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Australian incomes stalled since 2009, latest HILDA data shows

If you feel like you're treading water with your household finances don't worry, you're not alone.

The latest instalment from the Melbourne Institute's study of Household Income and Labour Dynamics, or HILDA as it is affectionately known, shows the typical Australian household hasn't seen their post-tax real income rise noticeably since 2009.

That year, the median household had a disposable income of $79,160, at 2016 price levels.

In 2016, the latest year of HILDA data available, the median income was $79,244.
One piece of good news is that real incomes — that is adjusted to cancel out the effects of inflation — did rise 1.8 per cent compared to 2015.

Another is that Australians enjoyed massive real income growth of 29 per cent between 2003 and 2009, thanks to the flow-on effects of mining boom mark one.

A third was that income inequality, as measured by the Gini coefficient, remained relatively steady throughout the entire period since HILDA started in 2001.

However, while inequality across most of the population remained constant, the report's co-author Professor Roger Wilkins said the very highest income earners had done better than everyone else.

"We do see some growth in income captured by the very top, but among the bottom 99 per cent we're seeing very little change in the overall distribution of income," he told AM.

HILDA data is closely watched by the Reserve Bank and other policymakers as it provides a detailed snapshot on the social and financial details of more than 17,000 Australians each year, allowing researchers to track changes in the community.
Underemployment jumps as men lose full-time work

One of the contributors to stagnating household incomes has been the rising prevalence of part-time work and underemployment.

The report's authors observe that, while Australia escaped the worst immediate effects of the global financial crisis, it marked a turning point for the labour market from which workers have never fully recovered.

"From 2001 until 2008, employment participation had been rising and unemployment had been falling," they wrote.

"Since then, the labour market has been relatively flat, with the proportions of men and women employed remaining below their 2008 peaks and the proportions unemployed remaining above the 2008 trough."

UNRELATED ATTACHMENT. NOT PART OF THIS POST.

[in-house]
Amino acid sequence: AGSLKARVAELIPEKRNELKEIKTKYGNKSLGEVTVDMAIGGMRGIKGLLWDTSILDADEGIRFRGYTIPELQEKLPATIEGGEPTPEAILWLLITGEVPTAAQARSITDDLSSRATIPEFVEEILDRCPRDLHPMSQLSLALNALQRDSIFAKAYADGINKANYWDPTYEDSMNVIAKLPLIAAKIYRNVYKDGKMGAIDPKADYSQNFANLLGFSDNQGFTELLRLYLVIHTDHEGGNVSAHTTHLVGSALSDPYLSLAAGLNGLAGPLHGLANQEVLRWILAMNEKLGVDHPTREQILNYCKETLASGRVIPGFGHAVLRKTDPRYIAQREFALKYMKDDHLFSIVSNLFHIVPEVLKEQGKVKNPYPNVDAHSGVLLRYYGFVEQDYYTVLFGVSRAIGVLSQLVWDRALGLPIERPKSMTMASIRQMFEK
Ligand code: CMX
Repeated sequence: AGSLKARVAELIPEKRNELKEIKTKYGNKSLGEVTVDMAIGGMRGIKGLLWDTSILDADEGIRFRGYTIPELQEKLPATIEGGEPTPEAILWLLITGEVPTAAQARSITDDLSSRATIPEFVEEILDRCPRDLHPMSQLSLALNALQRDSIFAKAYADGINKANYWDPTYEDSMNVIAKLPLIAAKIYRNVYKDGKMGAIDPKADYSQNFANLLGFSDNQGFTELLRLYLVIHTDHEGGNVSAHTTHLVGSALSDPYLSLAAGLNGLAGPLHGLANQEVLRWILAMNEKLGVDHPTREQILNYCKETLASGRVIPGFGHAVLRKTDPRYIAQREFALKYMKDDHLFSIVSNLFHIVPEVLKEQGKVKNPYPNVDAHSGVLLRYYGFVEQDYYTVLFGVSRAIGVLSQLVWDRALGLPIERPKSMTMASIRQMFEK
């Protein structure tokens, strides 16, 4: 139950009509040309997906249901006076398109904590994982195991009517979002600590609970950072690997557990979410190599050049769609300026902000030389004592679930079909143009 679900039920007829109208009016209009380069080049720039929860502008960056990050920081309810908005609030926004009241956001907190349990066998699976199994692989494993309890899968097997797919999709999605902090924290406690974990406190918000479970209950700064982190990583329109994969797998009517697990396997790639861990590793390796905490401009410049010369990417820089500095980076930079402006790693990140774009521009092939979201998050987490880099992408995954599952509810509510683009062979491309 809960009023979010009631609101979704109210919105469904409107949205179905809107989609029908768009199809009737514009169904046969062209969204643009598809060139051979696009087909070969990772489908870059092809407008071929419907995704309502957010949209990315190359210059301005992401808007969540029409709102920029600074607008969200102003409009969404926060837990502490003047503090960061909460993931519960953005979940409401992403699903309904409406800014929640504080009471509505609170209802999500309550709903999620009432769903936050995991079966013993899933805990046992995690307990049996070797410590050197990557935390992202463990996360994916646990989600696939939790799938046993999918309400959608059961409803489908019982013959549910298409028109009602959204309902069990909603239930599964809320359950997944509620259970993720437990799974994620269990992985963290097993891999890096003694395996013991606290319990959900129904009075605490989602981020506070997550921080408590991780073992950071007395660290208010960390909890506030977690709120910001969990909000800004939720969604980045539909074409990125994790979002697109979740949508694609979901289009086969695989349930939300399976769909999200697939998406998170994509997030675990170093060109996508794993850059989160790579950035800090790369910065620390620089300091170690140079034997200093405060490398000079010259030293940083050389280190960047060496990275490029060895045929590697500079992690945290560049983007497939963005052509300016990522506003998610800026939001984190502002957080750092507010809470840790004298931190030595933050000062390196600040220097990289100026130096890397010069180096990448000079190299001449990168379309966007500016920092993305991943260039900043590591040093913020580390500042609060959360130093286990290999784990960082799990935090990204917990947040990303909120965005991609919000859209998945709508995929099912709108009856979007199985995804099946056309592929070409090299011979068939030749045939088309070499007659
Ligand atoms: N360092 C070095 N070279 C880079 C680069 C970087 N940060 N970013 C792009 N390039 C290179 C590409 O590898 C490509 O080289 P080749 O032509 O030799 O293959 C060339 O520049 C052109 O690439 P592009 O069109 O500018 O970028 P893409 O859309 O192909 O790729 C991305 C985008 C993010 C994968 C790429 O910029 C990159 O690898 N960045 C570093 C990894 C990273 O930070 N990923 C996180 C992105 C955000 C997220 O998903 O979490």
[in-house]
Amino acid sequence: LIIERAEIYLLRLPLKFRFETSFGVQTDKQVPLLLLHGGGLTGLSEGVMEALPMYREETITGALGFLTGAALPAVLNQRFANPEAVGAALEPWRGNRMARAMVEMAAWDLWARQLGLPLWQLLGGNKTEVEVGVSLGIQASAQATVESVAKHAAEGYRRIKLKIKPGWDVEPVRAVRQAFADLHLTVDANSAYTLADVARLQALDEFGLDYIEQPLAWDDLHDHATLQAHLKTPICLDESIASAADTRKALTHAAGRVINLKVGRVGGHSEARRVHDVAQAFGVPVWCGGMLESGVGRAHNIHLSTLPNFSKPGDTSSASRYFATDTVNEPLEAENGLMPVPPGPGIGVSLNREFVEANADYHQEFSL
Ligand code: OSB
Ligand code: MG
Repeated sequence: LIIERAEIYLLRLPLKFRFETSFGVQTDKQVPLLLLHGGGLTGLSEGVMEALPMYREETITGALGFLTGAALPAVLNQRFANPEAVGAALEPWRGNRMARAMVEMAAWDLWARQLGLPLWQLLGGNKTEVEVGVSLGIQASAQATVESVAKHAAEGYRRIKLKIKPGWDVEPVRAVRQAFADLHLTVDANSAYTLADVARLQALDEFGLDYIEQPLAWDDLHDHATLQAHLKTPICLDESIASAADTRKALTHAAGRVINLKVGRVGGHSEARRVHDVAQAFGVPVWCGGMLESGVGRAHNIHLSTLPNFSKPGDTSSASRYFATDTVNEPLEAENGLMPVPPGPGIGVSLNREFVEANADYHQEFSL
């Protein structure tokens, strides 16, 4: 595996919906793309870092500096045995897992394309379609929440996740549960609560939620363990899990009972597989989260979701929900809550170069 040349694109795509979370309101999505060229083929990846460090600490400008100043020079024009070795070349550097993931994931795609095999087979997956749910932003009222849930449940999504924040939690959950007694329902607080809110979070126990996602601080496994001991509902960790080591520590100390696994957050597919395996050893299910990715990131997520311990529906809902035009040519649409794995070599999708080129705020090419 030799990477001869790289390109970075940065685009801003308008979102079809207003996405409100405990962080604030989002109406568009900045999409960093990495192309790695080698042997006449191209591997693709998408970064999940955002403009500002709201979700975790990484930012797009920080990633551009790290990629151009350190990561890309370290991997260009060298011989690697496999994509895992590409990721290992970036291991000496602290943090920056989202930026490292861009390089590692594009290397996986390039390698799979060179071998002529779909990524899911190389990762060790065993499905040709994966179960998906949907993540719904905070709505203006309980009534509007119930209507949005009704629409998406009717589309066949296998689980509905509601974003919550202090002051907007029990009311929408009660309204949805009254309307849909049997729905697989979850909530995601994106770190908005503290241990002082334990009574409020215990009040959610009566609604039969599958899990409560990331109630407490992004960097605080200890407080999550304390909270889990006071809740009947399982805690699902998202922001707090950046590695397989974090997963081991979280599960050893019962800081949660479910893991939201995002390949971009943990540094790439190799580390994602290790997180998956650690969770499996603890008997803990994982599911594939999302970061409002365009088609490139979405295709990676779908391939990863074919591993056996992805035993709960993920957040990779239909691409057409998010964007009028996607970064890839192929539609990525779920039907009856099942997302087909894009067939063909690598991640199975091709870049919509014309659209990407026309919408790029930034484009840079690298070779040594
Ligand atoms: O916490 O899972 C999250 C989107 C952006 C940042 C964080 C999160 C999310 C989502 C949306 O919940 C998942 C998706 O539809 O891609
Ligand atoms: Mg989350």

The change has been particularly stark for men aged between 18-64, for whom the part-time employment rate rose from just over 10 to approximately 14 per cent, while full-time employment slumped from 73.3 per cent in 2008 to 67 per cent in 2016, although full-time employment for women aged 18-64 was also slightly down on its pre-GFC peak of almost 40 per cent.
Coinciding with the increase in part-time work has been a steep rise in underemployment, which has jumped to well over 8 per cent according to Bureau of Statistics data, after spending most of the 1980s below 4 per cent and the bulk of the 1990s and early-2000s below 7 per cent.

The HILDA study shows more than a third of part-time workers are working fewer hours than they would like to, with underemployment most prevalent amongst those aged under 24, full-time students, immigrants from non-English speaking nations, those without post-high school qualifications, single people and those with moderate or severe disabilities.

Notably, almost 50 per cent of people aged 20-24 and immigrants from non-English speaking countries of any age who worked part-time wanted more hours.
No-one going to the gig

However, according to HILDA, they are not working in the so-called "gig" economy.

At least to 2016, rates of self-employment had actually declined significantly since the turn of the century.

In 2001, close to 10 per cent of employed persons were solo self-employed, while more than 7.5 per cent of employed people not only worked for themselves but also employed others.

By 2016 this had fallen to 8.5 and just over 5 per cent respectively.

The report's authors say this debunks two common beliefs — that there has been a rise in the use of independent workers and that small business is not driving employment growth.

"The HILDA survey evidence indicates that, if the gig economy is growing as rapidly as is commonly believed, then either it involves the substitution of one type of self-employed worker for another (as might be happening in the taxi industry) or it is largely consigned to second jobs," they wrote.

"This coincidence of declining employer numbers with high employment rates suggests that self-employment is not the engine of employment growth that it is so often claimed to be.

"Less clear is the source of this decline. The most likely explanations, however, lie in factors such as globalisation and technological change that have worked in favour of larger firms."
Higher education doesn't close gender gap

The HILDA survey shows a massive increase in university attendance over the 15 years between 2001 and 2016, especially for women.

In 2001, 22.6 per cent of both men and women aged 25-64 had a university degree. By 2016 this had jumped to 31.1 per cent of men and 35.7 per cent of women.

The increase in masters and doctorate level degree was even more striking, with the proportion of people holding this level of qualification more than doubling from 4.2 per cent of men and just 2.4 per cent of women to 8.5 and 7.4 per cent respectively.

However, this disproportionate growth in tertiary education for women has done little to close the gender pay gap.

Between 2001 and 2016 the average weekly earnings of full-time employees increased 23 per cent for males and 22 per cent for females, meaning the pay gap remains virtually unchanged, despite a higher proportion of women than men holding tertiary qualifications.


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